Generalized Image Acquisition and Analysis

Time-resolved 3D Capture of Non-stationary Gas Flows

Fluid simulation is one of the most active research areas in computer graphics. However, it remains difficult to obtain measurements of real fluid flows for validation of the simulated data. In this paper, we take a step in the direction of capturing flow data for such purposes. Specifically, we present the first time-resolved Schlieren tomography system for capturing full 3D, non-stationary gas flows on a dense volumetric grid. Schlieren tomography uses 2D ray deflection measurements to reconstruct a time-varying grid of 3D refractive index values, which directly correspond to physical properties of the flow. We derive a new solution for this reconstruction problem that lends itself to efficient algorithms to robustly work with relatively small numbers of cameras. Our physical system is easy to set up, and consists of an array of relatively low cost rolling-shutter camcorders that are synchronized with a new approach. We demonstrate our method with real measurements, and analyze precision with synthetic data for which ground truth information is available.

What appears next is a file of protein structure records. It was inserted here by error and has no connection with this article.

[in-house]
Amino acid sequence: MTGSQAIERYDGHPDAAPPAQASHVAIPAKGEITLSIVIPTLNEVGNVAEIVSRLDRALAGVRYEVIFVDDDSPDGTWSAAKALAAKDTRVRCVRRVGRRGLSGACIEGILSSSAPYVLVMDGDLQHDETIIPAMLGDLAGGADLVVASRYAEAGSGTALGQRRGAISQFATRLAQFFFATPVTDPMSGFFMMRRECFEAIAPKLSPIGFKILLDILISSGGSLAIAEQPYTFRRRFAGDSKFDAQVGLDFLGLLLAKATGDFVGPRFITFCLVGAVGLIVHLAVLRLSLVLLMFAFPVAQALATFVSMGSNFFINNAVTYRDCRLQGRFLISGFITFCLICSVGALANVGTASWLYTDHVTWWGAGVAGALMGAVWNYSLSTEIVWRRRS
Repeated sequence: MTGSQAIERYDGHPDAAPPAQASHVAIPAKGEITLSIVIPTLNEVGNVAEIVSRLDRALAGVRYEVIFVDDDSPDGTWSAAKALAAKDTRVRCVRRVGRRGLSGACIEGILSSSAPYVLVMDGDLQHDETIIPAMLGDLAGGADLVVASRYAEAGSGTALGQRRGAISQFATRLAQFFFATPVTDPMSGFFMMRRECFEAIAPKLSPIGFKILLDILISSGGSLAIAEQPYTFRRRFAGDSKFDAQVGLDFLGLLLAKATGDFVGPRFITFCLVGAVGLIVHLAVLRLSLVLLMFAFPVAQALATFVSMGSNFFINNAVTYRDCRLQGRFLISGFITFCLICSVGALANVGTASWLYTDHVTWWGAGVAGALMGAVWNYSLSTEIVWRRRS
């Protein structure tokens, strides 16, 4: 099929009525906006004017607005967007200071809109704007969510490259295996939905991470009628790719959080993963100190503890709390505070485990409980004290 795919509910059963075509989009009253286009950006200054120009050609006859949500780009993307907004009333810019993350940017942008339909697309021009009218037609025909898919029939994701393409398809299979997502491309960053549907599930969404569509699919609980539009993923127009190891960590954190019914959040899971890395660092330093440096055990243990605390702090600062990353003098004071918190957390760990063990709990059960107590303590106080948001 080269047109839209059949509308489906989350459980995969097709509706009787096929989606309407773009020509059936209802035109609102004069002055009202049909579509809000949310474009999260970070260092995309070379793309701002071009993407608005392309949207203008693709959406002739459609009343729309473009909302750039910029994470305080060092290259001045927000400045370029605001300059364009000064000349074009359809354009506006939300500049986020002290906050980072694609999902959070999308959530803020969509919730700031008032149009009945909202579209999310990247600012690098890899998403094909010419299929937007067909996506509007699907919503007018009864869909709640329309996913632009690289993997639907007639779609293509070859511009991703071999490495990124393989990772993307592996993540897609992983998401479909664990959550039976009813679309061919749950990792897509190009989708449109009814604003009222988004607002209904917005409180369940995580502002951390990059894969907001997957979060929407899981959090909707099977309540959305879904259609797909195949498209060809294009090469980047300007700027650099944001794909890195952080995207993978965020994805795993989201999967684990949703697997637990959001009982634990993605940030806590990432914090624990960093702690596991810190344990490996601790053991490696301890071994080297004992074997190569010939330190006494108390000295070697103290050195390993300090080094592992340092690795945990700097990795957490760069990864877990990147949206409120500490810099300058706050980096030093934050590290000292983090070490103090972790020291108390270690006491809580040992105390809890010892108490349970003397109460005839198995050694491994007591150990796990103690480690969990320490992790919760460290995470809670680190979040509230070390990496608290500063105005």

Projects

Property and Lighting Manipulations for Static Volume Stylization Using a Painting Metaphor

Oliver Klehm, Ivo Ihrke, Hans-Peter Seidel, Elmar Eisemann
TVCG 2014



Abstract

Although volumetric phenomena are important for realistic rendering and can even be a crucial component in the image, the artistic control of the volume’s appearance is challenging. Appropriate tools to edit volume properties are missing, which can make it necessary to use simulation results directly. Alternatively, high-level modifications that are rarely intuitive, e.g., the tweaking of noise function parameters, can be utilized. Our work introduces a solution to stylize single-scattering volumetric effects in static volumes. Hereby, an artistic and intuitive control of emission, scattering and extinction becomes possible, while ensuring a smooth and coherent appearance when changing the viewpoint. Our method is based on tomographic reconstruction, which we link to the volumetric rendering equation. It analyzes a number of target views provided by the artist and adapts the volume properties to match the appearance for the given perspectives. Additionally, we describe how we can optimize for the environmental lighting to match a desired scene appearance, while keeping volume properties constant. Finally, both techniques can be combined. We demonstrate several use cases of our approach and illustrate its effectiveness.
Video

Bibtex

@article{Klehm:14,
author = {Oliver Klehm and Ivo Ihrke and Hans-Peter Seidel and Elmar Eisemann},
title = {Property and Lighting Manipulations for Static Volume Stylization Using a Painting Metaphor},
journal = {Transactions of Visualization and Computer Graphics},
year = 2014,
pages = {xx--yy},
}
Go to project list